Reasonable costs – broad access to journals
Subscription costs of scholarly journals have increased significantly in recent years. Finnish universities, universities of applied sciences and research institutions spend millions of euros on access rights to scholarly e-journals. At the same time, the budgets of these organisations have even decreased. If the gap between costs and budget trends continues to widen, these organisations will no longer be able to provide their researchers with broad access to scholarly e-journals. Therefore, negotiations focus on costs and keeping them under control.
Open access to information – a new world of publishing
Open access is a new trend alongside traditional publishing. Open access articles are universally available on the Internet. Openness provides research and researchers with visibility, boosts the advancement of science and benefits the whole society. Open access articles usually have broader reuse rights than conventionally published articles. Openness is justified from the point of view of the society, as the results of publically funded research should be available to all.
Open access publishing is not free of costs, and they are usually covered by means of article processing charges (APC). The aim of negotiations is that subscription fees of scholarly journals would cover the APCs of our scientific organisations.
SUBSCRIPTION FEES COULD BE USED TO GLOBALLY FINANCE the transition to open access, without needing any additional funding. Currently, many highly valued scholarly journals collect both subscription fees and a separate APC, if a researcher wants to publish his article open access. This expensive mechanism decelerates the increase in open access publishing, and is not in the best interests of the scientific community. The aim of negotiations is to find ways to make a quick transition to open access, without any additional costs for the scientific community.
In its negotiations, the aim of FinELib is that publishers commit to offering CREATIVE COMMONS licences for open access publishing. Of these, the most recommended one is the CC BY licence. It allows articles to e.g. be shared and modified on the condition that proper references are made to the original article and any changes are highlighted.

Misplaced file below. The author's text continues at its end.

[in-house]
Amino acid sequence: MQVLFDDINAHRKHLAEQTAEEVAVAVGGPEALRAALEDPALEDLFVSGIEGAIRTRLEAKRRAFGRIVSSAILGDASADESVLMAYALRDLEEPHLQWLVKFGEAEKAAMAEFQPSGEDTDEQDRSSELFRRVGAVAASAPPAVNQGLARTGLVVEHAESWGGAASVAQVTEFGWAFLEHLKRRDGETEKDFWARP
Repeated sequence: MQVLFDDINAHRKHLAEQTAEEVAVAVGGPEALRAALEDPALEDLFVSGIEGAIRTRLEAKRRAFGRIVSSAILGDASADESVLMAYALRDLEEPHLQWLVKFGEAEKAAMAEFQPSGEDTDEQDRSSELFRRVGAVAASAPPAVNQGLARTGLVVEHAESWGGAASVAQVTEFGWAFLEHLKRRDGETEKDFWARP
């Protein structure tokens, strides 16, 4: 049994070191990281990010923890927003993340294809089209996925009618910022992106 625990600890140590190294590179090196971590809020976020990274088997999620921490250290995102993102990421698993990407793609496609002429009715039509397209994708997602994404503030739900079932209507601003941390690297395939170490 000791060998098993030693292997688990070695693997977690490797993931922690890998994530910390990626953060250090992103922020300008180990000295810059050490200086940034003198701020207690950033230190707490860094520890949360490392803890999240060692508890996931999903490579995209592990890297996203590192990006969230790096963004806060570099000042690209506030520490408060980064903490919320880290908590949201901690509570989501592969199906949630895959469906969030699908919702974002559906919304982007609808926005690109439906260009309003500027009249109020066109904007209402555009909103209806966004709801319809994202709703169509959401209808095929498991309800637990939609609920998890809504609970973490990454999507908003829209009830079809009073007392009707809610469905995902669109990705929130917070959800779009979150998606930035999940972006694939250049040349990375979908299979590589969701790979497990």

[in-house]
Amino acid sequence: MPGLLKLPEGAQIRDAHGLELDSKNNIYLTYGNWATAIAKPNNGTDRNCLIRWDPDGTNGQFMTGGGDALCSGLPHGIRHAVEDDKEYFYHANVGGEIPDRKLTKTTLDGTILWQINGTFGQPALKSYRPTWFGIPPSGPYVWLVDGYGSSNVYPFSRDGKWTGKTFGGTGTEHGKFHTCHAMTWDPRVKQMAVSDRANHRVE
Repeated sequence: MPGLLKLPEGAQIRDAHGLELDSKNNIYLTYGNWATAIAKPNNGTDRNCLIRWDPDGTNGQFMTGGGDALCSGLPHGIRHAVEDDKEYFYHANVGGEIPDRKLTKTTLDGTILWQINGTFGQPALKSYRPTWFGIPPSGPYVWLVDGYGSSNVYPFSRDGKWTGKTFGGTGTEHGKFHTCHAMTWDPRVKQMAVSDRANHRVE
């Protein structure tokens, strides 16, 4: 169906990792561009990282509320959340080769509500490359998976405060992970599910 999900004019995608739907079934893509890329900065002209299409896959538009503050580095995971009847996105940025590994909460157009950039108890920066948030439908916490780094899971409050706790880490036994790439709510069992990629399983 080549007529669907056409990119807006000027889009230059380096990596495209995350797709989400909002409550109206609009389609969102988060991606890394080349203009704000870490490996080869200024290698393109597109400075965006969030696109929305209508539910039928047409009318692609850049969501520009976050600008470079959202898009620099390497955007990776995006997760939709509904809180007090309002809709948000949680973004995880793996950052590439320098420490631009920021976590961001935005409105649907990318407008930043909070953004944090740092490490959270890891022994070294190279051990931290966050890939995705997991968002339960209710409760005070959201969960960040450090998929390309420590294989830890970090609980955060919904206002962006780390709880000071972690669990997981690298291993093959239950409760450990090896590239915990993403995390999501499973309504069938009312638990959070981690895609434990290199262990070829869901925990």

The scientific community demands publishers to respond to its needs and to use new ways of thinking to make a shift from traditional paywalled publishing to a world of open access.
Openness as a national and EU-level goal
- The goal of the OPEN SCIENCE AND RESEARCH PROJECT of the Ministry of Education and Culture is to make Finland one of the leading countries regarding the openness of science and research.
- The ministry has also ISSUED A STATEMENT on the goals of FinELib-negotiations.
- The European Union HAS SET AN OBJECTIVE that publically funded research should be open by 2020.
- FinELib is a member of the international OA2020 PROJECT. Its goal is to accelerate the transition of current subscription journals to open access.
- FinELib promotes the principles of the OPEN ACCESS negotiations of LIBER, the Association of European Research Libraries.
- FinELib participates in the work of the European University Association to advance open access
Negotiations backed by strong support
In recent years, the Finnish scientific community has publically expressed its support for negotiations:
Goals and negotiations regarding open access in other countries:
- The NEGOTIATION AND AGREEMENT SITE and national open access plan of the Netherlands: NATIONAAL PLAN OPEN SCIENCE
- DEAL PROJECT of Germany
- Open access goals of Norway: NATIONAL GOALS AND GUIDELINES FOR OPEN ACCESS TO RESEARCH ARTICLES
- The BIBSAM consortium carries out open access negotiations in Sweden
- OPEN ACCESS SERVICE RANGE OF JISC, an organisation that supports universities and the scientific community in the UK
Take advantage of
open access benefits
During negotiations, open access benefits have been agreed upon regarding the journals of the following publishers: Elsevier, Taylor & Francis, Sage
More information about publisher- and organisation-specific open access benefits is also available from your own library.